JDUC theft raises concerns

The latest in a spate of campus thefts has students and staff looking for ways to improve JDUC security.

Approximately $1,100 in coins was stolen from the Queen’s Medical Outreach (QMO) office sometime between 5:30 p.m. Jan. 25 and 5:30 p.m. Jan. 26.

There was no sign of forced entry.

David Patterson, director of Campus Security, said QMO reported the theft on Jan. 30.

He said the circumstances surrounding the theft presented a number of possible explanations.

“The door may have been left unlocked, the door lock may not have caught properly, [or] someone may have jimmied the door open,” he said. “Sometimes there’s splinters on the wood or on the floor, or if someone’s able to jimmy the door open with a thin piece of metal or a credit card, there may not be splintering of wood.”

Patterson said QMO was asked to submit a report of the incident to the Kingston Police, but neither the police nor Campus Security will be conducting an investigation.

He said no other information has come up on the theft.

“There’s no suspects,” he said. “There’s no other information that’s come forth on this. “I know that they were going to take a look at some better practices on securing of monies, etcetera.”

He said that in the event that the thief had a key to the office, the keying system should be looked at and the possibility of changing the lock to the office should be considered.

QMO member Natalia Novosedlik, ArtSci ’06, said the money stolen had been raised by volunteers at Kingston LCBO locations. The funds were to go towards QMO’s Northern Projects, in which QMO sends eight students to sites in Northern Ontario and Nunavut to teach in schools and work in health centres for six-week periods in the summer.

Novosedlik said that while the students traveling are responsible for their costs, QMO fundraises to offset these costs as much as it can.

Robert Burge, director of the JDUC, said his office is responsible for procuring keys to club space, which they give to the AMS.

He said that while there is a possibility that the theft was committed by someone with a key to the office, he would prefer to think it wasn’t.

“I really can’t think that way,” he said. “I have to think that someone is very good at picking a lock and getting in.”

In principle, Burge said, all key-copying should be done through his office and Physical Plant Services.

“It says ‘do not duplicate’ or ‘do not copy’ on [the key], but there’s probably unscrupulous key copiers out there,” he said. “Anyone can copy a key if they want to.”

Burge said there are zoned master keys that open certain doors in the JDUC, but that his office is aware of everyone who has one.

Raili Giguere, administrative assistant at the AMS front desk, said at the beginning of a school year, club members pay a $10 deposit to take out keys for the year.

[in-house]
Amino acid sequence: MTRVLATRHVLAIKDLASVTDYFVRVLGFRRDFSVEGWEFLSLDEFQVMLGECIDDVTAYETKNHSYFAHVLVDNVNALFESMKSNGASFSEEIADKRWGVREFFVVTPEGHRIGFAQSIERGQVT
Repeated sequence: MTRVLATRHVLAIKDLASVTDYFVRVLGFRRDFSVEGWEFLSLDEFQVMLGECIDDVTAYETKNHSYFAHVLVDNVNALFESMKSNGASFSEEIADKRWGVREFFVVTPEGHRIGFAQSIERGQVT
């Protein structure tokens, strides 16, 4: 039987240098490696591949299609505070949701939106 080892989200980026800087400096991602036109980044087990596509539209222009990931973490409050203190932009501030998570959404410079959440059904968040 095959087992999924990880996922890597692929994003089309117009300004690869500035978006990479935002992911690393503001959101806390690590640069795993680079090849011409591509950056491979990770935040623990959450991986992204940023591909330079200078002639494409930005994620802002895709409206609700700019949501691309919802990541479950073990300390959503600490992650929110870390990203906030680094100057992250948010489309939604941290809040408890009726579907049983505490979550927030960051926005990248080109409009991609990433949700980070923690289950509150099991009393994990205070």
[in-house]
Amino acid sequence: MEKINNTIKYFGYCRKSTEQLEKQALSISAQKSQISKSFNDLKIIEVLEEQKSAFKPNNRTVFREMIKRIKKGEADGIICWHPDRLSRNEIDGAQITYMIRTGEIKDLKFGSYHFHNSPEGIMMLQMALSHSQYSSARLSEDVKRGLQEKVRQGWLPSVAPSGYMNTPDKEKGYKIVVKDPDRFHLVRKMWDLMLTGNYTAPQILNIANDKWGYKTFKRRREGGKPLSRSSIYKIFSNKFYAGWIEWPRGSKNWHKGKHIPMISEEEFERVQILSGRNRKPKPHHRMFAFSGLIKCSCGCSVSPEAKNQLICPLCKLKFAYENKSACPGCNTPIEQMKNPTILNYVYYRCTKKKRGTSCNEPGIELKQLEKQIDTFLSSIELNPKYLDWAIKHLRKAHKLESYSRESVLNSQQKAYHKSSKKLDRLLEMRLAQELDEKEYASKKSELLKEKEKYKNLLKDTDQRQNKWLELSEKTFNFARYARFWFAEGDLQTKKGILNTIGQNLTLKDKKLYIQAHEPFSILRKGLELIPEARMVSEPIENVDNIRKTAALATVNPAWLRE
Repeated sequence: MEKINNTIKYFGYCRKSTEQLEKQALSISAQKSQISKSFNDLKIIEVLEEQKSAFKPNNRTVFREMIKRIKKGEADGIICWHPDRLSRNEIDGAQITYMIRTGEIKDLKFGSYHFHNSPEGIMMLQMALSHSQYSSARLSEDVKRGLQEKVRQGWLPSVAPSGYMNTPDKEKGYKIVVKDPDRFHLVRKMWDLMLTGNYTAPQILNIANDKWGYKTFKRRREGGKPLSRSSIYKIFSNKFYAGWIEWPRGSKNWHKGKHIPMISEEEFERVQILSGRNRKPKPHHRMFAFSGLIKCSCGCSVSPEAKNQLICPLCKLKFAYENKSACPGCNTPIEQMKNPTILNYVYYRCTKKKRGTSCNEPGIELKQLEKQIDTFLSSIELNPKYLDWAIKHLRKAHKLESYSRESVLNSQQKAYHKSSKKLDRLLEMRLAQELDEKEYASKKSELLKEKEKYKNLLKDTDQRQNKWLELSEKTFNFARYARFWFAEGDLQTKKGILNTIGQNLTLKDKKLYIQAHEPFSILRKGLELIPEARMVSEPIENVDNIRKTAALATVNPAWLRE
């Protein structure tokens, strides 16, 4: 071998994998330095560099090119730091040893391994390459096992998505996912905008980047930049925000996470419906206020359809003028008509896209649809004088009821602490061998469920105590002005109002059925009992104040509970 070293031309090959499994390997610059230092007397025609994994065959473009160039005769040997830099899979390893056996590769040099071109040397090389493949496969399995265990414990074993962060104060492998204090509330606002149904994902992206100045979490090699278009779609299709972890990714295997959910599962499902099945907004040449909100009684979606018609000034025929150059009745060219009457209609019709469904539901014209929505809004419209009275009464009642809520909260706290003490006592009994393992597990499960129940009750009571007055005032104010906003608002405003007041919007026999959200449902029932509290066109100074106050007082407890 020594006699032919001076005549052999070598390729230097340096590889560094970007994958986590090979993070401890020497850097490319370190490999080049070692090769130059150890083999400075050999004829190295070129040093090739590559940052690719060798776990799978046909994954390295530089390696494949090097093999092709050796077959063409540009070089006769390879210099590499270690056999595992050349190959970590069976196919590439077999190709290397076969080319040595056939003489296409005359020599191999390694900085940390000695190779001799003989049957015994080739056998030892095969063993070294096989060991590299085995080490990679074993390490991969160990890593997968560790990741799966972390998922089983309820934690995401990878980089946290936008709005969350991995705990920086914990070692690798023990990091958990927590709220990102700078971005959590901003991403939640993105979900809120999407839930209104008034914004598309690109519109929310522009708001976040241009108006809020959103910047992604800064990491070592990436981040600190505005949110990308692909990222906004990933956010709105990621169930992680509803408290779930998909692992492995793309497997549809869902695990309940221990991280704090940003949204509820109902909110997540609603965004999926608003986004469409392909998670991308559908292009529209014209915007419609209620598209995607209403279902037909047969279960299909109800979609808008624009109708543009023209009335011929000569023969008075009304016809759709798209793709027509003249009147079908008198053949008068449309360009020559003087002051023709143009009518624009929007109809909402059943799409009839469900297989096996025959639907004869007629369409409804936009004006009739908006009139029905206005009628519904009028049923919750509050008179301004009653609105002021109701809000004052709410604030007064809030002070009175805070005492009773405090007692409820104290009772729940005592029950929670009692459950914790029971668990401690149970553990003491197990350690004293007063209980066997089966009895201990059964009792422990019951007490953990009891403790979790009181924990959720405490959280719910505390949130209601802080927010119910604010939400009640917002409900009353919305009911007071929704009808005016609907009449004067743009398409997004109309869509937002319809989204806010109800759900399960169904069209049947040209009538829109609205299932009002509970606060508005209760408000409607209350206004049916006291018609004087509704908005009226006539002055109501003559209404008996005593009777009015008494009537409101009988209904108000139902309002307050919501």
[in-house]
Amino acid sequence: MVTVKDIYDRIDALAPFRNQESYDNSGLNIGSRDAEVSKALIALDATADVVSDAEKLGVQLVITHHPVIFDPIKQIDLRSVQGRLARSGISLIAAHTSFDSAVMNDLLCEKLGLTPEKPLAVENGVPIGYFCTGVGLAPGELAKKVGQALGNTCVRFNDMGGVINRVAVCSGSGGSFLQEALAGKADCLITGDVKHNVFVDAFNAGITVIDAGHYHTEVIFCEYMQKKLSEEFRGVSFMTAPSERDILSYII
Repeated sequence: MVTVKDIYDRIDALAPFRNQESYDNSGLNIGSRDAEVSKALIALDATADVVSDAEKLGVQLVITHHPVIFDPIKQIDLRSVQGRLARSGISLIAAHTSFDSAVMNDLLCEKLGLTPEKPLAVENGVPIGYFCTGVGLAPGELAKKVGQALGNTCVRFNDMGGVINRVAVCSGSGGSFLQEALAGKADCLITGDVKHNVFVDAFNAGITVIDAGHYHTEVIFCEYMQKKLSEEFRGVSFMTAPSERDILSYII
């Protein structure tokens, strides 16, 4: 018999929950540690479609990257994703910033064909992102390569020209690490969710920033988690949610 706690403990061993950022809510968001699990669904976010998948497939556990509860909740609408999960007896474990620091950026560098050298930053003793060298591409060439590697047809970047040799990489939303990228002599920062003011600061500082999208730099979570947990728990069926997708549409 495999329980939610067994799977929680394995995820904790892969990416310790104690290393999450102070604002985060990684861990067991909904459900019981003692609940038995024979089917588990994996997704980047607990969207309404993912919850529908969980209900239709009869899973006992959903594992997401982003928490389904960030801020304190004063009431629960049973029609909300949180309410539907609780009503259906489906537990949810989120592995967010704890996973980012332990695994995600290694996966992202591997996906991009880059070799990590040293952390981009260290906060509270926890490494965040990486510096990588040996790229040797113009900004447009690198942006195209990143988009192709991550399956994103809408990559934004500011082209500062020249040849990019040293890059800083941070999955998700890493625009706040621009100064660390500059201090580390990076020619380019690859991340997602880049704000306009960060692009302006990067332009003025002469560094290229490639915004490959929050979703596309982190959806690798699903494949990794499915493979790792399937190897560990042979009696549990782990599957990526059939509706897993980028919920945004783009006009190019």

She said that while students usually return the key in May, this is not always the case, and some keys are not returned at all.

The locks are not changed when this happens, she said.

“We don’t change the lock after each time because a lot of the students will graduate, they will leave town, they may lose the key,” she said. “We would be constantly changing the locks.”

Giguere said that during the year, any student can sign out a key for a short period of time by leaving his or her student card, although there is no way of knowing if the person is affiliated with the club.

She added that while she is responsible for requests from students for duplication of keys, she could not say how many keys there are for a given office.

“We don’t have an exact inventory of how many keys [we have] for each office,” she said.

Burge said he feels QMO failed to take sufficient precautions to secure their money.

“They should have been more with it [than] to leave money in an unlocked filing cabinet,” he said. “If I have a house party and a bunch of people come over, are you going to leave your valuables out? Probably not.”

Burge said other options were open to the club, such as asking Campus Security to take care of the money, or depositing it directly in the bank.

“They didn’t take the necessary precautions that they probably should have, knowing what they knew about their facility.”

Virissa Lenter, co-director of QMO, said the theft occurred while her group was in the process of implementing greater security measures in the office.

At the time, there was a 24-hour limit on the amount of time money could be left in the office.

Now, she said, QMO has given a list to the AMS of people who are allowed to sign out the key to the office.

As well, the group is having the lock changed and is bringing in a safe.

“We are installing a safe this week that we will use only once we’re confident that the office is secure,” she said.

Burge said he thinks security in the JDUC is sufficient at present, but if thefts worsen, more drastic measures will have to be taken.

“We’re doing a really good job considering something like the JDUC is open 24 hours a day,” he said. “If it was really, really, really bad I think we’d have to take other steps.”

Some of these steps might include having the JDUC locked at certain times, having students swipe their student cards to get into the JDUC, or the installation of security camera. He said he would prefer not to do this, however.

“Who wants to go to that if you can educate people?” he asked. “I don’t like the idea of it, but if that was a route we had to go and we all had a good debate about it, then that was the route we would go.”

QMO co-director Jake Crookall said the group is trying to fundraise back the amount of funds stolen. Fundraising events will include a bingo at the Common Ground and a smoker at A.J.’s Ale House tonight.

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